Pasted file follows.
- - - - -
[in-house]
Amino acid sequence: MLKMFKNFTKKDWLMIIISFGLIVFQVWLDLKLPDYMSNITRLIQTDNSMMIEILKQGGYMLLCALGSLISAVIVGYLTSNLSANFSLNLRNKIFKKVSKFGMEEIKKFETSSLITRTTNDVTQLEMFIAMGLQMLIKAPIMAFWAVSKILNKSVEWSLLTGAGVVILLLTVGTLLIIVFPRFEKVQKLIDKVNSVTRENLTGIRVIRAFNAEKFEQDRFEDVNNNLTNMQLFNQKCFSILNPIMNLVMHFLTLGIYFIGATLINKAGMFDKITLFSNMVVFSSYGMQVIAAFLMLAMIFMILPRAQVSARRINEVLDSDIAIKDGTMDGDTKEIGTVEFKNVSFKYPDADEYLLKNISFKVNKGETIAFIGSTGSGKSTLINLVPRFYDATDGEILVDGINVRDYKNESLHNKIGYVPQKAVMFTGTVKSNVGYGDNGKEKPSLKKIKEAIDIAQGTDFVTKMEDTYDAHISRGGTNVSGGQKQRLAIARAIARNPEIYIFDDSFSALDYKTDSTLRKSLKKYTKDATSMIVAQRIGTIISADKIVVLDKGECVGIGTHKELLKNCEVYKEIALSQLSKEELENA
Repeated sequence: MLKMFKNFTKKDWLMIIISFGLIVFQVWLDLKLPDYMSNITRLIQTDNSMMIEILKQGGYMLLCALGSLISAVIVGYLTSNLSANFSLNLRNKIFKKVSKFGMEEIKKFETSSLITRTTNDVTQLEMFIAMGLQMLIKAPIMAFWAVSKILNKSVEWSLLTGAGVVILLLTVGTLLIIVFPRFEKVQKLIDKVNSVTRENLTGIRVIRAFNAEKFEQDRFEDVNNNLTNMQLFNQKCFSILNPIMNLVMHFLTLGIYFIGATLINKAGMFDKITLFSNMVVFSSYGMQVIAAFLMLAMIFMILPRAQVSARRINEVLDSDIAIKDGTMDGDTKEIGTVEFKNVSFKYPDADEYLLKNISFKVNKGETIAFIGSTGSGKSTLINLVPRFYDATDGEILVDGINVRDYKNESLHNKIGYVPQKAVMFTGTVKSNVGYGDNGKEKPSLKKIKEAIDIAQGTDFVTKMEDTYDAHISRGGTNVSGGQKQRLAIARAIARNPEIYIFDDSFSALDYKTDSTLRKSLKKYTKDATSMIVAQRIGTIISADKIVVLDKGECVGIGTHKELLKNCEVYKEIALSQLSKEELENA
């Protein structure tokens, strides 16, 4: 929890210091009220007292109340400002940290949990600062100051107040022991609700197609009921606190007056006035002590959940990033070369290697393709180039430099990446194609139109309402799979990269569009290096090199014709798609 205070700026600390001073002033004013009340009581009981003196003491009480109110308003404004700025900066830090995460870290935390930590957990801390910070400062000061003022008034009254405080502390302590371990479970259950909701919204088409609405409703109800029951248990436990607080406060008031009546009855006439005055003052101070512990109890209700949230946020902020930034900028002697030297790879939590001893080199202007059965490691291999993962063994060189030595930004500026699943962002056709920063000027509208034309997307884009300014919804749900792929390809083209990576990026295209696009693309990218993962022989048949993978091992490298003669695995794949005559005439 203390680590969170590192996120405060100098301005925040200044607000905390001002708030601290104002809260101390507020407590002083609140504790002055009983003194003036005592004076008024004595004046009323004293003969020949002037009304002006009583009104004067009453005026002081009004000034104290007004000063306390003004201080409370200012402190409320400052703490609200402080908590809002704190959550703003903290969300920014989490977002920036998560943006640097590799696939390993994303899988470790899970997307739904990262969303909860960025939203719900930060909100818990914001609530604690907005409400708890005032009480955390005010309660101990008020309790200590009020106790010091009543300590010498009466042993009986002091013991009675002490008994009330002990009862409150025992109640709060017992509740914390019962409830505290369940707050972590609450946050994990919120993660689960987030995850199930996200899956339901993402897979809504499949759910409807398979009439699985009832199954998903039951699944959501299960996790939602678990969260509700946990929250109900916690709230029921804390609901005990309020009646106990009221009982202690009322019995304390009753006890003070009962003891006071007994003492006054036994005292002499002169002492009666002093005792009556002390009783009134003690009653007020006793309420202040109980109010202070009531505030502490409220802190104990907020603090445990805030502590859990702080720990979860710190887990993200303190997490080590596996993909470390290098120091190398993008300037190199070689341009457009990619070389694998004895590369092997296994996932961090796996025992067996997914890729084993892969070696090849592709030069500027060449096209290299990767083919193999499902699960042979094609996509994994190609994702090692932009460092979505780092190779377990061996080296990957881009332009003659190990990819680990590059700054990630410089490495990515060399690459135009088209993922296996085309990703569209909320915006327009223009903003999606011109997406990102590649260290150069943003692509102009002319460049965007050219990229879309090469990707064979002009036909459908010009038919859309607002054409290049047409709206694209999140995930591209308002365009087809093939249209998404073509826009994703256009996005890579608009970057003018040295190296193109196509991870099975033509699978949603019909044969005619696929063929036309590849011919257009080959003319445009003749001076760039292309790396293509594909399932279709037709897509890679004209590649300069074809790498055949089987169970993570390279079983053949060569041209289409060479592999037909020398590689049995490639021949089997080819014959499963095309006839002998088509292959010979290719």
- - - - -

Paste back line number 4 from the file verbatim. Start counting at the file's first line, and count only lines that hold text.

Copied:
């Protein structure tokens, strides 16, 4: 929890210091009220007292109340400002940290949990600062100051107040022991609700197609009921606190007056006035002590959940990033070369290697393709180039430099990446194609139109309402799979990269569009290096090199014709798609 205070700026600390001073002033004013009340009581009981003196003491009480109110308003404004700025900066830090995460870290935390930590957990801390910070400062000061003022008034009254405080502390302590371990479970259950909701919204088409609405409703109800029951248990436990607080406060008031009546009855006439005055003052101070512990109890209700949230946020902020930034900028002697030297790879939590001893080199202007059965490691291999993962063994060189030595930004500026699943962002056709920063000027509208034309997307884009300014919804749900792929390809083209990576990026295209696009693309990218993962022989048949993978091992490298003669695995794949005559005439 203390680590969170590192996120405060100098301005925040200044607000905390001002708030601290104002809260101390507020407590002083609140504790002055009983003194003036005592004076008024004595004046009323004293003969020949002037009304002006009583009104004067009453005026002081009004000034104290007004000063306390003004201080409370200012402190409320400052703490609200402080908590809002704190959550703003903290969300920014989490977002920036998560943006640097590799696939390993994303899988470790899970997307739904990262969303909860960025939203719900930060909100818990914001609530604690907005409400708890005032009480955390005010309660101990008020309790200590009020106790010091009543300590010498009466042993009986002091013991009675002490008994009330002990009862409150025992109640709060017992509740914390019962409830505290369940707050972590609450946050994990919120993660689960987030995850199930996200899956339901993402897979809504499949759910409807398979009439699985009832199954998903039951699944959501299960996790939602678990969260509700946990929250109900916690709230029921804390609901005990309020009646106990009221009982202690009322019995304390009753006890003070009962003891006071007994003492006054036994005292002499002169002492009666002093005792009556002390009783009134003690009653007020006793309420202040109980109010202070009531505030502490409220802190104990907020603090445990805030502590859990702080720990979860710190887990993200303190997490080590596996993909470390290098120091190398993008300037190199070689341009457009990619070389694998004895590369092997296994996932961090796996025992067996997914890729084993892969070696090849592709030069500027060449096209290299990767083919193999499902699960042979094609996509994994190609994702090692932009460092979505780092190779377990061996080296990957881009332009003659190990990819680990590059700054990630410089490495990515060399690459135009088209993922296996085309990703569209909320915006327009223009903003999606011109997406990102590649260290150069943003692509102009002319460049965007050219990229879309090469990707064979002009036909459908010009038919859309607002054409290049047409709206694209999140995930591209308002365009087809093939249209998404073509826009994703256009996005890579608009970057003018040295190296193109196509991870099975033509699978949603019909044969005619696929063929036309590849011919257009080959003319445009003749001076760039292309790396293509594909399932279709037709897509890679004209590649300069074809790498055949089987169970993570390279079983053949060569041209289409060479592999037909020398590689049995490639021949089997080819014959499963095309006839002998088509292959010979290719």